How can models of the climate be verified, when there are many aspects that are - at best - only partially understood and where observations of the real system are available only for a very brief period? Even more alarm bells rang for me when I read the UK Met Office's statements that their climate models are verified by checking that they correctly reproduce the historical data used to construct them. For any engineer who has constructed models of engineering systems, such a statement is a joke (a bad one). If a model cannot even reproduce the data used to construct it, then it is clearly worthless - but reproducing the training data is far from confirming that the physical model is correct and will produce reliable predictions.
Then I found that things were even worse yet. To predict significant warming based on increased carbon dioxide, the models incorporate positive feedback effects, where the effect of carbon dioxide is assumed to be multiplied by a large factor. Any engineer who has had to cope with the ticklish instability of systems incorporating large amounts of positive feedback has extreme difficulty believing that planet Earth's climate incorporates significant positive feedback.
By this point, I had become a sceptic of AGW. It seemed to me that there were elements of religious belief in its proponents ("knowing" a thing to be true, even in the absence of evidence). They were talking the talk of science - but walking the walk of a new religion.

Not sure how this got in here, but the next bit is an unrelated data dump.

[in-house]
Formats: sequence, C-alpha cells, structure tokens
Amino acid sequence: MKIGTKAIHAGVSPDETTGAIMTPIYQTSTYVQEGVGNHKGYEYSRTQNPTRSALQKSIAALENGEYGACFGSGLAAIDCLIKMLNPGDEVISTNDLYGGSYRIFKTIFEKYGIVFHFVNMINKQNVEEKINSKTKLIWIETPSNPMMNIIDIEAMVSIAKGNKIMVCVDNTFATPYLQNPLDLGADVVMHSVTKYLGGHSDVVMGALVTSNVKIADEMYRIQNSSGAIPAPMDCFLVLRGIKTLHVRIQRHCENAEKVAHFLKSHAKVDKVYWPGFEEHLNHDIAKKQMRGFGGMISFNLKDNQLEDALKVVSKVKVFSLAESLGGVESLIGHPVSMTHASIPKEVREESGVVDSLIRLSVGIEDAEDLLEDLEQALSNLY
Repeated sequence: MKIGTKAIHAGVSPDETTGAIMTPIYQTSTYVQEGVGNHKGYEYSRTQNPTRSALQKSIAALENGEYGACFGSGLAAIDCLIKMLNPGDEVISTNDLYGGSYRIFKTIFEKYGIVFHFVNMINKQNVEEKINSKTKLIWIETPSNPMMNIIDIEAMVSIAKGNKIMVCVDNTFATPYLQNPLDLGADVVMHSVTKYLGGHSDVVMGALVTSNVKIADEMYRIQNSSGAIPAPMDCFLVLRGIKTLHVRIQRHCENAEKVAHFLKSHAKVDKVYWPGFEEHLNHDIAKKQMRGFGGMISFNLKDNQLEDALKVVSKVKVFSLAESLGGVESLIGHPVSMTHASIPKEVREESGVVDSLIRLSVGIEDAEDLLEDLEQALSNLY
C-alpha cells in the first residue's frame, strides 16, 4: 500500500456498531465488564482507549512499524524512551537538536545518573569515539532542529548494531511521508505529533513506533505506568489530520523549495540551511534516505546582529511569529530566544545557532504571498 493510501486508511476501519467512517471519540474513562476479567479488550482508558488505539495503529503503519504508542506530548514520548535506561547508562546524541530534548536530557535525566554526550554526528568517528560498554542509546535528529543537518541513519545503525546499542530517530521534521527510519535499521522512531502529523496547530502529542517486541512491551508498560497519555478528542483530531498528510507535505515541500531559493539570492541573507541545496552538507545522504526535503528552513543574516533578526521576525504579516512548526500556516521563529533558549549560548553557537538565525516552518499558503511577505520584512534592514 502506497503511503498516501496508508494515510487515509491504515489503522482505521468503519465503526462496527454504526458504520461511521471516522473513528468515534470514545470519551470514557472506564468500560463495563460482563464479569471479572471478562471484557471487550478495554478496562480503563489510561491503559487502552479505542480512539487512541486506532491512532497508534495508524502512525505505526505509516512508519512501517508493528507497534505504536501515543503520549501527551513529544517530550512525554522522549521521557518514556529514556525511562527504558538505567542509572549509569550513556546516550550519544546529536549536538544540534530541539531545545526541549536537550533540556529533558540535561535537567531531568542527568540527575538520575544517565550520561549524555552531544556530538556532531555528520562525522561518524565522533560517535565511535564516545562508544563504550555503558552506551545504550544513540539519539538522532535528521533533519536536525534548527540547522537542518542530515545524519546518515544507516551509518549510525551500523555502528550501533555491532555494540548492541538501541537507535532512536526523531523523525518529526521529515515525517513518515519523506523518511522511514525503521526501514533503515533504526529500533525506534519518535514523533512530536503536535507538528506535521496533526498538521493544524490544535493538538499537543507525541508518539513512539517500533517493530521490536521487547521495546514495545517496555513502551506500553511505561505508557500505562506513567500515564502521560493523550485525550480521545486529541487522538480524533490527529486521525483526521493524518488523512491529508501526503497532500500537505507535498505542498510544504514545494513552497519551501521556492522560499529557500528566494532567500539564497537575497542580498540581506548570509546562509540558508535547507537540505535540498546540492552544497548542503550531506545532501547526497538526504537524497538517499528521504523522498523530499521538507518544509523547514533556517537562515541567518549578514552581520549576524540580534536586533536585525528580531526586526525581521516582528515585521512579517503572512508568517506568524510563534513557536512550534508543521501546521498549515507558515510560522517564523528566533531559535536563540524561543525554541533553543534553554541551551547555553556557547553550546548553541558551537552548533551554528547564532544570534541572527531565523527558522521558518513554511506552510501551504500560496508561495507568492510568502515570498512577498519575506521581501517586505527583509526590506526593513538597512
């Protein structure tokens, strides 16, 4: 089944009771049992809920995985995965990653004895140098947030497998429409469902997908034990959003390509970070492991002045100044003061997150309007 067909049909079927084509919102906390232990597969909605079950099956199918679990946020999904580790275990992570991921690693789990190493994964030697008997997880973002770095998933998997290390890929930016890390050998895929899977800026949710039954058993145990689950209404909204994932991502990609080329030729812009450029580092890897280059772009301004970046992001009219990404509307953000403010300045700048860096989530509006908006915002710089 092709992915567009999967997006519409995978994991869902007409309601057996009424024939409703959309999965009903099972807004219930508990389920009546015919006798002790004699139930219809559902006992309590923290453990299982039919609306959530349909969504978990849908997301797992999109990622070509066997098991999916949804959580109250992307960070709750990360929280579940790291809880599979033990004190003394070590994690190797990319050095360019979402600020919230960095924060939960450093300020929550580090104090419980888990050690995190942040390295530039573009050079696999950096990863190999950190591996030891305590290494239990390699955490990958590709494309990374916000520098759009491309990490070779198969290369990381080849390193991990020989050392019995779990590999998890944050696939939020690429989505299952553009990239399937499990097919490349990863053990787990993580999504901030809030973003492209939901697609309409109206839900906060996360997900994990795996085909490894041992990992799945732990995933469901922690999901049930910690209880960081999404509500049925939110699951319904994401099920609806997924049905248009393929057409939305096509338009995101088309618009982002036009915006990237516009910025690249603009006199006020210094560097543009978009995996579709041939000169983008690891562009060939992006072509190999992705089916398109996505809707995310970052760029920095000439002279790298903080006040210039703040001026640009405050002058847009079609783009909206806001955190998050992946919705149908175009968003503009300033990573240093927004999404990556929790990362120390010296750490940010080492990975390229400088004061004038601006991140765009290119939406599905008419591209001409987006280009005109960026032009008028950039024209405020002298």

Yet, how was it possible that the UN's Intergovernmental Panel on Climate Change could present all this stuff as "rigorous science"? I had the beginnings of an understanding of this question towards the end of 2009, when I downloaded and read the "Climategate" emails. It was very clear that IPCC lead authors had been conspiring to keep out anything that cast doubt on the AGW orthodoxy.
I have greatly enjoyed reading Donna Laframboise's book "The Delinquent Teenager Who Was Mistaken for the World's Top Climate Expert." It explains in detail how all this nonsense has been passed off as rigorous science by the IPCC.
My question now is this: What were all the other journalists of the world up to while this was happening? There were enough clues that something very wrong was going on.
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Showing 1-5 of 5 posts in this discussion
Initial post: 19 Oct 2011 20:15:51 BDT
Dr DB-UK says:
I would highly reccomend kindle version of 'Slaying the Dragon' by Bell et al explaining it all about absolute stupidity of CO2 controling temperature and total misuse of grenn house gasses theory. As to to 'other scientific journals' it is still almost impossible to publish anything agains the global warming despite reading Climategate letters.